I am also always mystified by how easily Master Zhou navigates the scientific, experiential, aesthetic and even spiritual aspects of Tea. He can discuss the energy of the kiln and then with the same bright smile move on to discuss all the chemical reactions happening at any given time, rattling off compounds as he does so. All told, I hope you get a sense for him as a master and a person, because both are worth knowing.
He has studied Qing and Ming pots for over twenty years, making him the perfect candidate for researching the effects of clay on tea with Master Lin. Of course, as a gongfu master and collector of many decades, Master Lin has access to many antique pots that aren't around in Yixing. He also has an unparalleled sensitivity to Tea and a mastery of tea brewing. His knowledge of tea lore in general is beyond belief, spanning languages and regions. The two of them were obviously born to do great work together. And they have. They have worked hard to create some of the best modern pots in the world, and not just in elegance and craft, but also in a refinement of clay and design that makes a finer cup of tea.
Master Zhou and Chen are both members of the Chinese Industrial Art Society and Jiangsu Province Zisha Ceramics Arts and Crafts Society, where they participate in meetings and research. Master Zhou continues to hone his craft and innovate new pots that satisfy his artistic bent, while at the same time researching improvements in ore/clay production, teapot making and firing in terms of tea brewing. His research results in more affordable pots in a sliding scale produced by him, his wife and his students at the "Wu Xin Shan Fang" studio. Through trial and error, Master Lin, Henry and Master Zhou have successfully created some of the best modern pots for tea brewing in existence.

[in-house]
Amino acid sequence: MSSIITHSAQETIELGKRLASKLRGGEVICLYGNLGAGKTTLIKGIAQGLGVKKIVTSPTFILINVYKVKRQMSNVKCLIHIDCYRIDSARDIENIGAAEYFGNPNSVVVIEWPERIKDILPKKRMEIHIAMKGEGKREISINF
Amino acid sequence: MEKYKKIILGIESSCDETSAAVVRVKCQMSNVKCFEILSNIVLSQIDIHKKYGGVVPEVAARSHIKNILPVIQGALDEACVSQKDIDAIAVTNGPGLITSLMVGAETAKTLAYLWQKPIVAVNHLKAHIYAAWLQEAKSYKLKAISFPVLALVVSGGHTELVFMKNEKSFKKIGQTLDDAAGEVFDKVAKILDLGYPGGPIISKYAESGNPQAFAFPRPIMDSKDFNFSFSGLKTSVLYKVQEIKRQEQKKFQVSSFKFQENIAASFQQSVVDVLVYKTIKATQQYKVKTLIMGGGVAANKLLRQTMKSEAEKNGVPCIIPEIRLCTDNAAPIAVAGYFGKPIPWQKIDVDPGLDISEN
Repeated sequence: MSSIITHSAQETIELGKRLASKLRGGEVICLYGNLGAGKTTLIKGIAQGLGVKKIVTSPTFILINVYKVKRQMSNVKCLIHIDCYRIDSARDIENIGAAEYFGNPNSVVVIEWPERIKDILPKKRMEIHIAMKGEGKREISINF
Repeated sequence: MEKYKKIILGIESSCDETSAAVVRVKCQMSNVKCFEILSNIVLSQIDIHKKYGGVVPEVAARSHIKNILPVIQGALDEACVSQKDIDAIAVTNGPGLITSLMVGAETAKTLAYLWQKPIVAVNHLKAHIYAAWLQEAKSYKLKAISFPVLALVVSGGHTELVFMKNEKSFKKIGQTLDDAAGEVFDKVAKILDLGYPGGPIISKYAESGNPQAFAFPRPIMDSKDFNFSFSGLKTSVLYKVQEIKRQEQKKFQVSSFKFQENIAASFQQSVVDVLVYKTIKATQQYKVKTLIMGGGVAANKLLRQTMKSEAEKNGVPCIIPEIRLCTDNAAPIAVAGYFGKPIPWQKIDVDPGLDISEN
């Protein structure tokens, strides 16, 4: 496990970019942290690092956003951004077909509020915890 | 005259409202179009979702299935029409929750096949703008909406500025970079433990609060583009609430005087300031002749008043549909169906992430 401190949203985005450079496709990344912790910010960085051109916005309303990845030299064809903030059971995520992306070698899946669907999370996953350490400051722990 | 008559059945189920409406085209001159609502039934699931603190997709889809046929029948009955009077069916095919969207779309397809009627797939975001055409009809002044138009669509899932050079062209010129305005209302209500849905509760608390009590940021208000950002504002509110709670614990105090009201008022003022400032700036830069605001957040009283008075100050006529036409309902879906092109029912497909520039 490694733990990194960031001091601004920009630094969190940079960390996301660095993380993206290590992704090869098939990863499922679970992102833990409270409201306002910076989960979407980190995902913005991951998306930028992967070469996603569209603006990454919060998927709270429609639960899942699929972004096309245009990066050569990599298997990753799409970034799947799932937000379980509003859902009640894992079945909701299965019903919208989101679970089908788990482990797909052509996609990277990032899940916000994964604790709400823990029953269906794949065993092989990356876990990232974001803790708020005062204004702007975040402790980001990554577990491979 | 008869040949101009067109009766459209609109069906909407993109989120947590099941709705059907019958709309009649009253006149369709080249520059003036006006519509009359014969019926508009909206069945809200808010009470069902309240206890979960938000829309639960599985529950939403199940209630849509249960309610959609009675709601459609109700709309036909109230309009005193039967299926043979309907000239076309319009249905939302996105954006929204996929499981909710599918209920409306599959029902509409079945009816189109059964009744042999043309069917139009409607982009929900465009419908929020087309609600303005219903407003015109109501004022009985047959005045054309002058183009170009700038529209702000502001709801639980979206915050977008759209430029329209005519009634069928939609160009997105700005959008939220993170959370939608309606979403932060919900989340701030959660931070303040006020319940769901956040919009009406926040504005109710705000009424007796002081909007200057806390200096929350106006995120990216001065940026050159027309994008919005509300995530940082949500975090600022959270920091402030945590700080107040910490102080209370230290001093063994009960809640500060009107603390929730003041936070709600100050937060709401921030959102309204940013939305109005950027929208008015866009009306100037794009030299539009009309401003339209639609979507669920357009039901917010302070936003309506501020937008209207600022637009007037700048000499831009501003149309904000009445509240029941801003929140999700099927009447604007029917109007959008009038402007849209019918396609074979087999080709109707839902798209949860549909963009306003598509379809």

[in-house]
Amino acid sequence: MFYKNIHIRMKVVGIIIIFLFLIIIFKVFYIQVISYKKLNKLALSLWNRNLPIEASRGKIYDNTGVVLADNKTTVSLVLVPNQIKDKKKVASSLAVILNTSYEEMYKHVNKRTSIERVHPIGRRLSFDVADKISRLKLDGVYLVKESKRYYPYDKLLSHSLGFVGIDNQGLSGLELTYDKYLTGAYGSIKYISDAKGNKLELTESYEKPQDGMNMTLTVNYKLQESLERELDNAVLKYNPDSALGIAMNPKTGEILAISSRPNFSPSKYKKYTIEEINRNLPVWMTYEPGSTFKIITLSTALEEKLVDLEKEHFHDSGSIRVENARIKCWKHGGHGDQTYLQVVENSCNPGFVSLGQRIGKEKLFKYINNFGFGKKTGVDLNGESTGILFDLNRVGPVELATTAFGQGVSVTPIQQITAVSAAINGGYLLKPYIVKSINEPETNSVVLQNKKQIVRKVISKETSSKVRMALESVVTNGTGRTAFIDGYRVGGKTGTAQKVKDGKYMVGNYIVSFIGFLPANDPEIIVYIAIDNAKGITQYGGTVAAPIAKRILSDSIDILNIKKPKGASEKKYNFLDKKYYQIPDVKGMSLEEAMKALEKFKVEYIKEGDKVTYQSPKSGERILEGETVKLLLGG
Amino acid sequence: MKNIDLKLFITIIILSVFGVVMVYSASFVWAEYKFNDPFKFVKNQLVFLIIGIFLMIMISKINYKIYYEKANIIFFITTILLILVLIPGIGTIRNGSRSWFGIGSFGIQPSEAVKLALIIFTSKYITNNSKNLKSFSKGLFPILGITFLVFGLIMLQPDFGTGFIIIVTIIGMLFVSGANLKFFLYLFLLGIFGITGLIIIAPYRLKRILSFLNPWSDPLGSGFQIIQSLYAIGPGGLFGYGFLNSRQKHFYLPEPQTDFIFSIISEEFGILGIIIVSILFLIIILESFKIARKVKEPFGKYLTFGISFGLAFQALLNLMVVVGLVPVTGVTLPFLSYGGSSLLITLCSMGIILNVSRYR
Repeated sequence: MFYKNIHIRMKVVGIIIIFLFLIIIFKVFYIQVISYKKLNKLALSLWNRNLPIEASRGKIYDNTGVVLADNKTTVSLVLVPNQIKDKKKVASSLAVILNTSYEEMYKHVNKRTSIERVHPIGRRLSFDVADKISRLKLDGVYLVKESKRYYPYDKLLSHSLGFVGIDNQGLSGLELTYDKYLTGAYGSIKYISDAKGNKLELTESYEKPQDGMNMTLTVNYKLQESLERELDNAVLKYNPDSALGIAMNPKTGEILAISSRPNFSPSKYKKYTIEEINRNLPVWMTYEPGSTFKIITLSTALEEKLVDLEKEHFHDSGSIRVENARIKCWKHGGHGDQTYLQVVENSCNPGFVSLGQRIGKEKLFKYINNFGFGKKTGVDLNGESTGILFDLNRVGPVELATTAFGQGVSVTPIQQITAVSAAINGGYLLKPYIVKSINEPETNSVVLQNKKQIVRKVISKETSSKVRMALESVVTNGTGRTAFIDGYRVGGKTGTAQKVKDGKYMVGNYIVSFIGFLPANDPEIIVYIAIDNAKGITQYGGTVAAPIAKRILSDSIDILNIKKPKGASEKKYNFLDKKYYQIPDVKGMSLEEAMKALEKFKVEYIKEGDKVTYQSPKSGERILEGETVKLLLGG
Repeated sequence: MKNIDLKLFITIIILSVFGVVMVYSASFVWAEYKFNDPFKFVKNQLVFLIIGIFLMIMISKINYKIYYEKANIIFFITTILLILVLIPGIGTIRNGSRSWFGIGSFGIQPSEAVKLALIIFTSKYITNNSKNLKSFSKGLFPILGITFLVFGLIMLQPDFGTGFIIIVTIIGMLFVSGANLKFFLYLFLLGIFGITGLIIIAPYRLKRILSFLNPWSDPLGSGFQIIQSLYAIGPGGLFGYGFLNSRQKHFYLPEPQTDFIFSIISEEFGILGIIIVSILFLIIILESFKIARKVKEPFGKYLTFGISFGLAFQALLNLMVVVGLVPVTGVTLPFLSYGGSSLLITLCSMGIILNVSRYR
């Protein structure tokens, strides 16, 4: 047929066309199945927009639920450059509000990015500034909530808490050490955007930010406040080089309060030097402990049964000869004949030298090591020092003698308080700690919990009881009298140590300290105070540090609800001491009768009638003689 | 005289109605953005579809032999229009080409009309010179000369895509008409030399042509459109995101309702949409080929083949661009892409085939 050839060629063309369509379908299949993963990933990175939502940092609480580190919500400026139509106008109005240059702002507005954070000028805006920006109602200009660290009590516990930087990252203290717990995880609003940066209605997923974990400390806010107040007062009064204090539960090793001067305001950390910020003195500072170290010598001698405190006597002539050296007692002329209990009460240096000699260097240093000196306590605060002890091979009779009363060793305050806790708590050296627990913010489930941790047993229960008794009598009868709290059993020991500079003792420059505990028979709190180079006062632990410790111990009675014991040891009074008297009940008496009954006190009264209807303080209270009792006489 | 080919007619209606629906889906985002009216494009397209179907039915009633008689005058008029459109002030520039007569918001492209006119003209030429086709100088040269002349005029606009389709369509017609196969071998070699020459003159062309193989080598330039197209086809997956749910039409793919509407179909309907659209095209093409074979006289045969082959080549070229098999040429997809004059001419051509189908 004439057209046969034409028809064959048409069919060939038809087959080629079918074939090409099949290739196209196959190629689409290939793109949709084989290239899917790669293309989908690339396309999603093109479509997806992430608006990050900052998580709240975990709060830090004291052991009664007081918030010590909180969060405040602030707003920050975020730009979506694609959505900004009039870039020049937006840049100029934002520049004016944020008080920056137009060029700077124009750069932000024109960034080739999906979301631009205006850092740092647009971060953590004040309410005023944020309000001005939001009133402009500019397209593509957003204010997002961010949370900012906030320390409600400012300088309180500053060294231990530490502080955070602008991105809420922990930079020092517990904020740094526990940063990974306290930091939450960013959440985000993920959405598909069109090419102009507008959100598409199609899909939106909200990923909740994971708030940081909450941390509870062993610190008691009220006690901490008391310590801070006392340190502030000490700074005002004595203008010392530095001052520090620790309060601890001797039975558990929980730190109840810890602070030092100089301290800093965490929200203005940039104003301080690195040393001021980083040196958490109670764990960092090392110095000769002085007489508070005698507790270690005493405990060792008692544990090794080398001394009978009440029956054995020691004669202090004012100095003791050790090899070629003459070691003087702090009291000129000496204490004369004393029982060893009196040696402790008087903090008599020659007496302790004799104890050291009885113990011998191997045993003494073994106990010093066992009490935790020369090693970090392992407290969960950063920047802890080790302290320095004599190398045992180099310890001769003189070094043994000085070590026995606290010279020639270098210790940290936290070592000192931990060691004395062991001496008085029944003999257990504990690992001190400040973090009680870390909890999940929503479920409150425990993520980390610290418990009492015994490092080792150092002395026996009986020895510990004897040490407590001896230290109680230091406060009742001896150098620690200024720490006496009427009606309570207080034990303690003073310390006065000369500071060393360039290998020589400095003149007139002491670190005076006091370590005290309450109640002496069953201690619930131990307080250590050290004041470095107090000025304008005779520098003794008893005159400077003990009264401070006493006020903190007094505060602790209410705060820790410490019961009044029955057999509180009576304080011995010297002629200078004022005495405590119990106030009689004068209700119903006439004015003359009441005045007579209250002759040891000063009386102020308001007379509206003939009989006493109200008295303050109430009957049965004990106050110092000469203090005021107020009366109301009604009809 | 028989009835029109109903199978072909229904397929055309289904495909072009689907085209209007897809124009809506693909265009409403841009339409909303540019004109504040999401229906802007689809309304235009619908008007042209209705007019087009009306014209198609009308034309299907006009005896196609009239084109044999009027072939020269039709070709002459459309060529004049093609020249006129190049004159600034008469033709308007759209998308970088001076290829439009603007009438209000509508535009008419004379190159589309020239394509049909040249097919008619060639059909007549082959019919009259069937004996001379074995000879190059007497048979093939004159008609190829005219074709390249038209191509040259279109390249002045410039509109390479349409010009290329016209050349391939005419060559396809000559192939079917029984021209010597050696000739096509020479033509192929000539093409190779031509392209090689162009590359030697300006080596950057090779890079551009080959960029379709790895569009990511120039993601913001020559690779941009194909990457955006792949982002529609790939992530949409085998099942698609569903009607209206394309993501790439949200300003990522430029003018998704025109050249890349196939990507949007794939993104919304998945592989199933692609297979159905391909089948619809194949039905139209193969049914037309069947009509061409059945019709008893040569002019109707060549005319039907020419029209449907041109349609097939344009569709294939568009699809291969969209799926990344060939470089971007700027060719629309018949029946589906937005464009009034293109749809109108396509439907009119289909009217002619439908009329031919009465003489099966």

Master Zhou has mastered the art of inlaying gold onto pots, like a starry sky, and is considered the best in that design. His starred pots are so refined. The grace and movement of the gold highlights all the subtle elegance of a traditional teapot shape, and each speck of light seems to shine from its own space. They all also are seemingly equidistant form the rest, which reminds me of Indra's Net - in which every jewel, at every joint, contains a reflection of all the rest.
I feel honored to share a bit about Master Zhou Qi Kun with all of you. He has been one of the great teachers of my life. I've always had a passion for purple-sand teaware, and have learned tons from the amazing pots I have brewed with - everything from better gongfu to spiritual lessons. And there isn't any aspect of what I know about Yixing pots that hasn't been refined by Master Zhou. It's hard to write an article like this, about someone you consider a brother. Master Zhou is not a story or an article to me. He is my friend.